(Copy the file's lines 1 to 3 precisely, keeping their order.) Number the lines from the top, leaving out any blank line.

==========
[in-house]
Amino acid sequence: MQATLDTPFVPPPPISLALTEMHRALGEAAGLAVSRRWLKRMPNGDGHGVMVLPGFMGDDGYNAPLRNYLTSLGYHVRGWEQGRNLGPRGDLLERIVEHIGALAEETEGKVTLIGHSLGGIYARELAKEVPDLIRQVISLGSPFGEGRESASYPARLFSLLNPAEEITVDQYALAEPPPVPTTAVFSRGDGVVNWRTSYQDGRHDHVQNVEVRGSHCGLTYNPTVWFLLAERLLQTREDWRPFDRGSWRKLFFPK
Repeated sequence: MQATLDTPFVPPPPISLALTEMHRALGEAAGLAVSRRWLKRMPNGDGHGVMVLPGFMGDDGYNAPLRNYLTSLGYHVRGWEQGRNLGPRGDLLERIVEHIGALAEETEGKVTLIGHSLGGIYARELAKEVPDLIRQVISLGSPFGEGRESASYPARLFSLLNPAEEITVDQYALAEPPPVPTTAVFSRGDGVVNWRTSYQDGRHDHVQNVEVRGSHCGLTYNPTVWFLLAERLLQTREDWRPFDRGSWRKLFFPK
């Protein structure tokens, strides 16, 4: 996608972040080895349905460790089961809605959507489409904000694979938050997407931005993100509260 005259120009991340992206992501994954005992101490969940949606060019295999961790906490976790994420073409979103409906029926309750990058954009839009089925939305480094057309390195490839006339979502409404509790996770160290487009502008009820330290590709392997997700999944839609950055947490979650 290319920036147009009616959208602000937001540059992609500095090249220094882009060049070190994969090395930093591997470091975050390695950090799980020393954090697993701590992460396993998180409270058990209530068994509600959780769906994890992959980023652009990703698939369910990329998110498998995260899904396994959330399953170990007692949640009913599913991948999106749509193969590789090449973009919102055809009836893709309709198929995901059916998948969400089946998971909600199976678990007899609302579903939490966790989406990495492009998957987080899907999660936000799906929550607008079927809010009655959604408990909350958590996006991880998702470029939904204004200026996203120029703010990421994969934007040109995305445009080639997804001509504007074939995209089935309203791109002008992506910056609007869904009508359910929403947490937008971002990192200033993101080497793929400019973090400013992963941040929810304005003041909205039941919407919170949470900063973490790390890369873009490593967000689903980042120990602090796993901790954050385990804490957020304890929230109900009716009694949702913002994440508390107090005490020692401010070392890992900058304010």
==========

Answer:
[in-house]
Amino acid sequence: MQATLDTPFVPPPPISLALTEMHRALGEAAGLAVSRRWLKRMPNGDGHGVMVLPGFMGDDGYNAPLRNYLTSLGYHVRGWEQGRNLGPRGDLLERIVEHIGALAEETEGKVTLIGHSLGGIYARELAKEVPDLIRQVISLGSPFGEGRESASYPARLFSLLNPAEEITVDQYALAEPPPVPTTAVFSRGDGVVNWRTSYQDGRHDHVQNVEVRGSHCGLTYNPTVWFLLAERLLQTREDWRPFDRGSWRKLFFPK
Repeated sequence: MQATLDTPFVPPPPISLALTEMHRALGEAAGLAVSRRWLKRMPNGDGHGVMVLPGFMGDDGYNAPLRNYLTSLGYHVRGWEQGRNLGPRGDLLERIVEHIGALAEETEGKVTLIGHSLGGIYARELAKEVPDLIRQVISLGSPFGEGRESASYPARLFSLLNPAEEITVDQYALAEPPPVPTTAVFSRGDGVVNWRTSYQDGRHDHVQNVEVRGSHCGLTYNPTVWFLLAERLLQTREDWRPFDRGSWRKLFFPK